Texas cold snap froze cleanup efforts at some Superfund sites

Houston Area Begins Slow Recovery From Catastrophic Harvey Storm Damage
A sign is posted in front of the Brio Superfund site on September 4, 2017 in Friendswood, Texas. Thirteen Superfund sites in Texas flooded following Hurricane Harvey. | Photo by Justin Sullivan/Getty Images

Texas’ deep freeze was the latest warning that extreme weather events threaten to derail efforts to clean up the most toxic sites in the US. In a worst-case scenario, a natural disaster can unleash buried toxic substances. But even minimal damage or the mere threat of a storm can stop or slow cleanup efforts.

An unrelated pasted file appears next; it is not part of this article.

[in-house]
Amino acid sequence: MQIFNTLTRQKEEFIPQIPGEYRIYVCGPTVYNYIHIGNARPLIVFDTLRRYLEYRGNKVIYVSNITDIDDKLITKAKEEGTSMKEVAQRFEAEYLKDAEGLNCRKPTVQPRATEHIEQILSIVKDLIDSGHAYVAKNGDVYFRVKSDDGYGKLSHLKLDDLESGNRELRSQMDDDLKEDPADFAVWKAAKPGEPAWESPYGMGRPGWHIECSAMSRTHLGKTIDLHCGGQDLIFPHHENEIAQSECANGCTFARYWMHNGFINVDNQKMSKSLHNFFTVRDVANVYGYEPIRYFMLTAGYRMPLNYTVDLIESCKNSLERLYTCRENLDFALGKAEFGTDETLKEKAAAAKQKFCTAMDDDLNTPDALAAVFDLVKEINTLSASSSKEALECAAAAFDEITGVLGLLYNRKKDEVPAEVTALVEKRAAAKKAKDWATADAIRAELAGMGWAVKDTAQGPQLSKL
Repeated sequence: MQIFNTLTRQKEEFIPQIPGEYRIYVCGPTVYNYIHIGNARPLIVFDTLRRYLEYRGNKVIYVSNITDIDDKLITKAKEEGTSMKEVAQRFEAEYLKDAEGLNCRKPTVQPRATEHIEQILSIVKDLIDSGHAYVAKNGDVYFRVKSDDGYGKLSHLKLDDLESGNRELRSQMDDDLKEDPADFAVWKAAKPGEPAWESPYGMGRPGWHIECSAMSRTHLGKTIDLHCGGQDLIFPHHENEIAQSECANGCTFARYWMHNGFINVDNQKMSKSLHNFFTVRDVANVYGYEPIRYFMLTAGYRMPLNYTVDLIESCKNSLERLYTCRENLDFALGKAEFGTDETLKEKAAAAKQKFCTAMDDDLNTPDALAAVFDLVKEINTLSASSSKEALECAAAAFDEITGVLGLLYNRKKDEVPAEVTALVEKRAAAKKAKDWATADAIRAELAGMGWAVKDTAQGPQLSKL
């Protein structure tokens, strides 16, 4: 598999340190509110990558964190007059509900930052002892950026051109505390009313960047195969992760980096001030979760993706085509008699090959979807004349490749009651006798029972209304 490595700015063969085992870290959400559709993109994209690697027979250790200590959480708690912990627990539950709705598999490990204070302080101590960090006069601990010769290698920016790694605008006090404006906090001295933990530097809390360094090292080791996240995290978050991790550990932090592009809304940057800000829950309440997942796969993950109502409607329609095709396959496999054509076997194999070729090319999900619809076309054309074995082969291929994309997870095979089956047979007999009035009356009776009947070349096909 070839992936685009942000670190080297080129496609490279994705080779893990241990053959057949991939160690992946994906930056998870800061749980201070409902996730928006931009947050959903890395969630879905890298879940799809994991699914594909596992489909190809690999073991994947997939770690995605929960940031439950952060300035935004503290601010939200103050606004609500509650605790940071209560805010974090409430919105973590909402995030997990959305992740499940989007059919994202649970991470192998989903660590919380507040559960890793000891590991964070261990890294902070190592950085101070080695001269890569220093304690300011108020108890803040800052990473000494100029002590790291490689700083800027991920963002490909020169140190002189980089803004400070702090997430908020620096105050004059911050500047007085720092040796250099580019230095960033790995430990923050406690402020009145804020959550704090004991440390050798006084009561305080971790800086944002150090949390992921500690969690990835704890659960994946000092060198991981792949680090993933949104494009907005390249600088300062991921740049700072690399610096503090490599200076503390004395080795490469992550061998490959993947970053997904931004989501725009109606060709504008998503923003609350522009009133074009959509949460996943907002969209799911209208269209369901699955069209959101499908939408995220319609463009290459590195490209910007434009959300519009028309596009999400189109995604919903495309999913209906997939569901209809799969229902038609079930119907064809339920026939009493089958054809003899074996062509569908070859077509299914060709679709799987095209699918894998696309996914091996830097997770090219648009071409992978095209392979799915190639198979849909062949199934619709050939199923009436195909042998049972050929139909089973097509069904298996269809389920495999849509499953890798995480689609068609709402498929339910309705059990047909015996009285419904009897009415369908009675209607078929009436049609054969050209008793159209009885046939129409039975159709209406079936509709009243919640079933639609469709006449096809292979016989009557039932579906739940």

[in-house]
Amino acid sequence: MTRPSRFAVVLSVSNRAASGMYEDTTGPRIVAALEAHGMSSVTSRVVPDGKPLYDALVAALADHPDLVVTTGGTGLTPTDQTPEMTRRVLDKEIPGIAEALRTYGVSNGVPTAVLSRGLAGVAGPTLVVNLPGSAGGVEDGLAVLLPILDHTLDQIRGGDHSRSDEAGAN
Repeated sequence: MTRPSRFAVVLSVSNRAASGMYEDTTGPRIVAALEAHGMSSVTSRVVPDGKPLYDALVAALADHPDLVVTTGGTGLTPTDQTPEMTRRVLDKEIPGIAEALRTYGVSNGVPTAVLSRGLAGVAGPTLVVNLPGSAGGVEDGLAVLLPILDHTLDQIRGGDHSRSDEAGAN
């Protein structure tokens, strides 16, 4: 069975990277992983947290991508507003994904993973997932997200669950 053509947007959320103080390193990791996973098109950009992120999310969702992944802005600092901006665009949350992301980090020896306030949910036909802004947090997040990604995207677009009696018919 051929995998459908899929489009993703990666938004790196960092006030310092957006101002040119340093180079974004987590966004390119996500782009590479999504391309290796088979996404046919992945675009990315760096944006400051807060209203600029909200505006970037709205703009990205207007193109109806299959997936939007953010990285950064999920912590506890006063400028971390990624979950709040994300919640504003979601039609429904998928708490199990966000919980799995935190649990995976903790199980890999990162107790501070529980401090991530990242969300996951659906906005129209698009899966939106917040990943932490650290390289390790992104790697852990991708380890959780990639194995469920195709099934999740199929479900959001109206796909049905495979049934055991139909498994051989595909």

That vulnerability could become a bigger problem as climate change brings about more weather-related disasters. For years, experts have pushed the Environmental Protection Agency to prepare for the onslaught.

“We have over two dozen Superfund sites here in our county, and we are one of the most threatened coasts in the world by natural forces,” says Jackie Young-Medcalf, executive director of the Houston-based nonprofit Texas…

Continue reading…

Go to Source
Author: Justine Calma